Monday, November 29, 2010

Why the Mexican left may lose Mexico City in 2012

A couple of weeks ago, a presentation was held in Mexico for a new party called "Partido de la Ciudad" in Mexico City, which ostensibly seek to present a new "leftwing" alternative to PRD. The party is founded by ex-PRD members René Arce - still a senator for the party - and Víctor Hugo Círigo, who until 2009 headed the Mexico City legislature. The party is not yet officially registered and not much exists beyond its name, but at is "premiere," if one may, in a meeting held Nov. 14, the party attracted ex Partido Socialdemócrata (PSD members such as Alberto Begné, Robles Maloof and Adrián Lajous, but also in front row, notably panistas such as the nefarious PAN Senator Federico Döring, as well as Minerva Hernández, now a senator for PAN after she unceremoniously dumped the party that had here elected, PRD, and former national PRD deputy Ruth Zavalea, who is now campaigning for the PRI in Guerrero.

PSD, for one, is now extinct as a national party, but some groupings exist on the state level. However, its former national leader, Jorge Carlos Díaz, just announced that the new Partido de la Ciudady would be formed only in the Federal District, and will have a "progressive" profile, above all in favor of legalization of "all drugs."

The idea that Mexico City needs another socially liberal "progressive" party to further this agenda in Mexico City is quite suspect. The party will obviously sap votes from the PRD, and may at best, should it be registered, get a few seats in the Mexico City legislature, but at worst, should it present its own candidate for Mexico City mayor, provoke a split in the left that may allow a PAN or even PRI candidate for winning the 2012 elections. The PRD in Mexico City is, with the exception of the more socially conservatives backing AMLO's faction, a highly liberal party, socially speaking, having successfully pushed gay and women rights, including gay marriage and abortion rights. Many also favor decriminalization or even legalization. What are the true motives behind this new party?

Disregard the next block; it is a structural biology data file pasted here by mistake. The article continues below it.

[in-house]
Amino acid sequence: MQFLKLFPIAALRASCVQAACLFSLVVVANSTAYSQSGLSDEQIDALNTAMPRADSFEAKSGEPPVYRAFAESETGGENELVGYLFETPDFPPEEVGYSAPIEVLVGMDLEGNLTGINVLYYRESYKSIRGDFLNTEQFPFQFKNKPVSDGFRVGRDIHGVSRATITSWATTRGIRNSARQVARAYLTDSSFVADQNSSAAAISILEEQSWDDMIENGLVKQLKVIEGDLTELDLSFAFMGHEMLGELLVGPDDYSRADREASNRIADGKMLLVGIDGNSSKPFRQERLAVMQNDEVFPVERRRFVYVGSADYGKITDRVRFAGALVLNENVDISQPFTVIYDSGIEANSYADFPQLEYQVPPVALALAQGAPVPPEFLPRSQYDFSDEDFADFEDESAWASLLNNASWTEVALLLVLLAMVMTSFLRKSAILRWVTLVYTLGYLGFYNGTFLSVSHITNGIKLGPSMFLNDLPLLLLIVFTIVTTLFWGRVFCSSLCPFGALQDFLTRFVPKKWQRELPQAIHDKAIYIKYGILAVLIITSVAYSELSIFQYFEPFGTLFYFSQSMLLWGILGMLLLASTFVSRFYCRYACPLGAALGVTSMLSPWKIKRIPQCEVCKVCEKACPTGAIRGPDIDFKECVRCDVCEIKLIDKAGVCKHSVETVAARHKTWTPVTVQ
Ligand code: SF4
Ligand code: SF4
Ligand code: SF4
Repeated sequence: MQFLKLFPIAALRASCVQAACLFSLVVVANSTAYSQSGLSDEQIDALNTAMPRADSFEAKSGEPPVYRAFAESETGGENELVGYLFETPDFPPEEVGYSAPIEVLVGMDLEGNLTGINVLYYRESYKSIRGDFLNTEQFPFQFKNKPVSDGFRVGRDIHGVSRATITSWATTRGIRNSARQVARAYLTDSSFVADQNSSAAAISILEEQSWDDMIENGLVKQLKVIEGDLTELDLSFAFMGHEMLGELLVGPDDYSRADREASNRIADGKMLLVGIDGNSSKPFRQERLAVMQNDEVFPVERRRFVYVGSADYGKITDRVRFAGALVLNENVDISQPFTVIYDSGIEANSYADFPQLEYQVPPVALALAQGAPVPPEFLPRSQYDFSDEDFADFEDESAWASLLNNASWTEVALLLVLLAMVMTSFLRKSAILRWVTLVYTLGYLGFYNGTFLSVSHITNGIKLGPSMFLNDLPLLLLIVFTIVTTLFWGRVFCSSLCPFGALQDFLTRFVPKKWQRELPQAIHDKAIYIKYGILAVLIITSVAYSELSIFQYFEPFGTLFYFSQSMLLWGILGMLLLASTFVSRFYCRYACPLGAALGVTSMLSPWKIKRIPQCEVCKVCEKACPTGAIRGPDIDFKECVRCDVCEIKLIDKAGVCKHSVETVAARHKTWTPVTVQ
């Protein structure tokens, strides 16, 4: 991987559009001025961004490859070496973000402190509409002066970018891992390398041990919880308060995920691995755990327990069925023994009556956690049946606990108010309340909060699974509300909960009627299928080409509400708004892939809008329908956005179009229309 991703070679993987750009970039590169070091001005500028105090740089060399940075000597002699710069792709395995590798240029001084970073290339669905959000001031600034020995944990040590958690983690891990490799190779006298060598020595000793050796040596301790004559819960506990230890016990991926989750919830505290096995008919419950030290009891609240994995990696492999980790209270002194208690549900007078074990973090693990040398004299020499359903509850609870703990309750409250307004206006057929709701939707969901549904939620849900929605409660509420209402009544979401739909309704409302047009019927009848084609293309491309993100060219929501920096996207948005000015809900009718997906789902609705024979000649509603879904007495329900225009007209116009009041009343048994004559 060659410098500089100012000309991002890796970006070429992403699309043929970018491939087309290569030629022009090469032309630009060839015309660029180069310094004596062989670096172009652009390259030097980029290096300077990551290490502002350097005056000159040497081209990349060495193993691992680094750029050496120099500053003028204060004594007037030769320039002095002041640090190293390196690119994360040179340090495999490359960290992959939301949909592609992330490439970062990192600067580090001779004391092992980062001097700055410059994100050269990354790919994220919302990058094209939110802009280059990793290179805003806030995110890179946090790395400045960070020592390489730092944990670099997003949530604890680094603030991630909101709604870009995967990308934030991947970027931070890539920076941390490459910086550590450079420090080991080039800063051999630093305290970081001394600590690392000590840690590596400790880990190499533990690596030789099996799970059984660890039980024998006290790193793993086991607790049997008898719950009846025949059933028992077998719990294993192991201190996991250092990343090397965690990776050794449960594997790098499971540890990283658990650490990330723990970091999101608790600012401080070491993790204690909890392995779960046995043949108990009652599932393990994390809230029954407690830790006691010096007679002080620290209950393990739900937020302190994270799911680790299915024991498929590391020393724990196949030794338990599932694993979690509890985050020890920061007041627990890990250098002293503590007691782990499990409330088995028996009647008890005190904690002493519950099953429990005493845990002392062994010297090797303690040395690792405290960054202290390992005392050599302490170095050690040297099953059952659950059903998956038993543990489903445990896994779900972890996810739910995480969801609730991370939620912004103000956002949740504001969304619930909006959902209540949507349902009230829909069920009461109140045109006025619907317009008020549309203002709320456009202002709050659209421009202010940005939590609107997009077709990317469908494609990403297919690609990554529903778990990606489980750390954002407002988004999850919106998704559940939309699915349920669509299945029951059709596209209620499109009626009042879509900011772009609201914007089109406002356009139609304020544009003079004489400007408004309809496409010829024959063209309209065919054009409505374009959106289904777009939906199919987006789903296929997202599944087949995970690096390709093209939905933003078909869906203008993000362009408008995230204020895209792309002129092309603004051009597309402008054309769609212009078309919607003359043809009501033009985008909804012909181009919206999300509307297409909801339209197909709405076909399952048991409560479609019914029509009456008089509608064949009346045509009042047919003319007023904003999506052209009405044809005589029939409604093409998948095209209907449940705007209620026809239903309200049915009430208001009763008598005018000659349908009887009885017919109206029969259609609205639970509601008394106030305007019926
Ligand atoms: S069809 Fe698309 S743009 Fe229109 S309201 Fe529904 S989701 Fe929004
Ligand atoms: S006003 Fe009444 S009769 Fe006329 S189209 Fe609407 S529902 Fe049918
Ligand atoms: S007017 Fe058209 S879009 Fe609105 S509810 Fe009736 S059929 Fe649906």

Also, yesterday it was reported that Izquierda Democrática Nacional (IDN), the heavily clientelist and "social-movement"-based faction of the PRD led by René Bejarano (he of the 2004 dollar-stuffing fame), announced it will launch its own candidate for Mexico City mayor 2012.

Current mayor Ebrard will need the backing of the clientelist structures in IDN to have his successor elected, as well as to back his 2012 bid, and this may all simply be some posturing part of the bargaining process - it will not come for free - yet could also possibly bye  a step toward creating its own party based on IDN and Bejarano's own Movimiento Nacional por la Esperanza (MNE)

(Bejarano, notably, was expelled from the PRD and when I asked his wife Dolores Padierna a while back if he was involved in any PRD activities, she brushed it off. Padierna is nominally the head of IDN, but it is obvious that Bejarano pulls the threads. Of note, the IDN is pushing for Dolores Padierna to be a senatorial candidate for the PRD(!) - she is such a controversial, and unfit, choice that even AMLO in 2006 vetoed this.)

While the two groupings - the "Partido de la Ciudad" by the Cïrigo/Arce brothers, and the IDN/MNE by the Bejaranos - may have different motivations, they may well succeed in tearing the PRD and the left apart in Mexico City, and hand it to the opposition. It seems pertinent to ask: Is this also their goal?

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